Tree in wilderness with sunrise

Tavistock Trauma Service: external lectures on trauma autumn 2023 lecture 1 (CPD45A)

The Restoration of the Hijacked Self

This lecture is also available as part of a series.

This lecture is part of an innovative series organised by the Tavistock Trauma Service and is designed to reflect the clinical approach of the work whilst emphasising an adapted psychoanalytic approach with multi-modality and trauma-informed care.

We also use neurobiological and attachment theory to understand the impact of trauma. Our series will present a range of external speakers, each experts in the field, who will bring their own understanding of trauma via a presentation, followed by an audience question and answer session.

This lecture can be booked individually or as part of a cost-saving bundle comprising the three autumn 2023 series lectures.

Who is this lecture for?

It is for you if you are a professional working within the mental health field who have an interest in trauma. You may be a psychologist, psychiatrist, social worker, mental health nurse, support worker, counsellor or therapist.

Our talks will cover neurobiology, attachment theory and different psychoanalytic perspectives on trauma, including historical child sexual abuse.

Lecture details

This is the first lecture in the autumn 2023 series.

Lecture 1: The Restoration of the Hijacked Self

5 October 2023, 7 – 8.30pm

This lecture will be recorded and available for one month only after the live lecture.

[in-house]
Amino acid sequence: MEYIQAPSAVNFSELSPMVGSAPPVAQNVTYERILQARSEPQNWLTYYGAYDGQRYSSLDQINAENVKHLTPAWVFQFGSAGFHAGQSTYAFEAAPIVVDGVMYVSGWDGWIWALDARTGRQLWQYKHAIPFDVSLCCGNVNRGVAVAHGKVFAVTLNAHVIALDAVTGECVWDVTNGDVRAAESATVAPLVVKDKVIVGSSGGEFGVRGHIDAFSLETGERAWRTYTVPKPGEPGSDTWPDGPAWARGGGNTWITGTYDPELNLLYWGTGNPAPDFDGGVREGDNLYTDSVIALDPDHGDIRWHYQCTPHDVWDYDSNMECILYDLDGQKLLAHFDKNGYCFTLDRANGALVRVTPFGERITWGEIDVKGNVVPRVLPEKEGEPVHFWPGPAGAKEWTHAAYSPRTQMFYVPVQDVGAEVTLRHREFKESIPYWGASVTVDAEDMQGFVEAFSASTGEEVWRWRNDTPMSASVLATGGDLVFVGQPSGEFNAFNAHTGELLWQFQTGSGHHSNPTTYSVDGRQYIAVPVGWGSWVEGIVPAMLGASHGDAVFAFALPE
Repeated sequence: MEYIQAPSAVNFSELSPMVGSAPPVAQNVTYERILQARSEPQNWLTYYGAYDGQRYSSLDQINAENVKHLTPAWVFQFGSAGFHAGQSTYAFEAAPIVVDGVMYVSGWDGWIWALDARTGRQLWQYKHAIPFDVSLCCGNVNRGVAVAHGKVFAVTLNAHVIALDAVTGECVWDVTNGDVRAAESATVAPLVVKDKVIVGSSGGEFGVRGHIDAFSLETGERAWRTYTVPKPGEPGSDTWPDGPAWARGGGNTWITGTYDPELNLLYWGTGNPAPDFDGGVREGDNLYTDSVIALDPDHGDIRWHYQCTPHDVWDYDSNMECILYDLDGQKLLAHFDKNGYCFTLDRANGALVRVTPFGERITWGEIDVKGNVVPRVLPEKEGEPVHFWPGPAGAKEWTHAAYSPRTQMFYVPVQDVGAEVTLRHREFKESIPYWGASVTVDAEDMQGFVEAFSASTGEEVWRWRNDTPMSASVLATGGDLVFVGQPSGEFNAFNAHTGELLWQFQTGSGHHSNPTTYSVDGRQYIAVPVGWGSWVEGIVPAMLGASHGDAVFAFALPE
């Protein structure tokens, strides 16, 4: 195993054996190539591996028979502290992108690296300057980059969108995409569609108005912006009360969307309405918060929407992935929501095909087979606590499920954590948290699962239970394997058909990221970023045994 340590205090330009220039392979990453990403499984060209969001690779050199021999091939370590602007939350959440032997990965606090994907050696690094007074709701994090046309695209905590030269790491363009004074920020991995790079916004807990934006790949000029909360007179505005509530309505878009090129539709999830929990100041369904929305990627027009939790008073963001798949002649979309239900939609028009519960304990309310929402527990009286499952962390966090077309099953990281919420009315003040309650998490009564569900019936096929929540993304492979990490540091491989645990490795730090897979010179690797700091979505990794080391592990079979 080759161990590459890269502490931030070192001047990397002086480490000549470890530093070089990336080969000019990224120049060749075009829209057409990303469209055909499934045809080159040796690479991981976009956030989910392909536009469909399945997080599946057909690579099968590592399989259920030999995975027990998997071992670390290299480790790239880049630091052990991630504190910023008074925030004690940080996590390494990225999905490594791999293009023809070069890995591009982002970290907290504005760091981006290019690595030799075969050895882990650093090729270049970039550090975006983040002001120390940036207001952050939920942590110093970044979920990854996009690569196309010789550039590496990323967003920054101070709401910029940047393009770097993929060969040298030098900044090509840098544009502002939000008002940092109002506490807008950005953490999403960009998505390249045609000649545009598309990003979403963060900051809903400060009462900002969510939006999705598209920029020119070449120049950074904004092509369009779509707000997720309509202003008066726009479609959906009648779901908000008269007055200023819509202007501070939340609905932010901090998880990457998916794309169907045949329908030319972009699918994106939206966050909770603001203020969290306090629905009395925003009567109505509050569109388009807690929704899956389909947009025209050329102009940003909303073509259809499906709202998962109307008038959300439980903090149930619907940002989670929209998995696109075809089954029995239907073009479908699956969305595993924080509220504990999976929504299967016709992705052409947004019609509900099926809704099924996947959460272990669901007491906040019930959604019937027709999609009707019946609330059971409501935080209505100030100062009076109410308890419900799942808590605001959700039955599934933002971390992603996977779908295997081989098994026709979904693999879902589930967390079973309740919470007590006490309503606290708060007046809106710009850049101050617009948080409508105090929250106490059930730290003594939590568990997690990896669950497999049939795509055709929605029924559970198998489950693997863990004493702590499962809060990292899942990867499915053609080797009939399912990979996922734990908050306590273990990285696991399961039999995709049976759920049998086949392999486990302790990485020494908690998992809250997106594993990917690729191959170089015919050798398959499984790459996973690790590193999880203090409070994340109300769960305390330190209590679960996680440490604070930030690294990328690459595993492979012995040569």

Lecturer: Ruth A. Lanius, M.D., Ph.D

The compulsion to repeat the past through traumatic re-enactments or engaging in reckless behaviours is frequently one of the few ways that allows traumatized individuals to ‘feel alive’. It is well known that individuals with PTSD – particularly when associated with developmental trauma – often report a sense of self that does not exist entirely, illustrated eloquently through statements, such as, “I do not know who I am,” or, “I feel like I have stopped existing.”

Research suggests that these experiences may relate, in part, to the reduced functional connectivity of the default mode network, a brain network critical to the experience of a sense of self, observed during rest among individuals with PTSD. Critically, however, enhanced default mode network connectivity has recently been observed when individuals with PTSD are triggered by reminders of their trauma, suggesting that the sense of self may ‘come alive’ under conditions of threat and terror. It is therefore possible that some individuals with PTSD may seek situations involving threat or terror in order to experience of a semblance of a sense of self and a related sense of agency, which may be lacking in the absence of extreme hyperarousal states.

This lecture will focus on how we can work clinically to help traumatized individuals ‘feel alive’ and safe without engaging in traumatic re-enactments and/or reckless behaviour.

This lecture will take place on: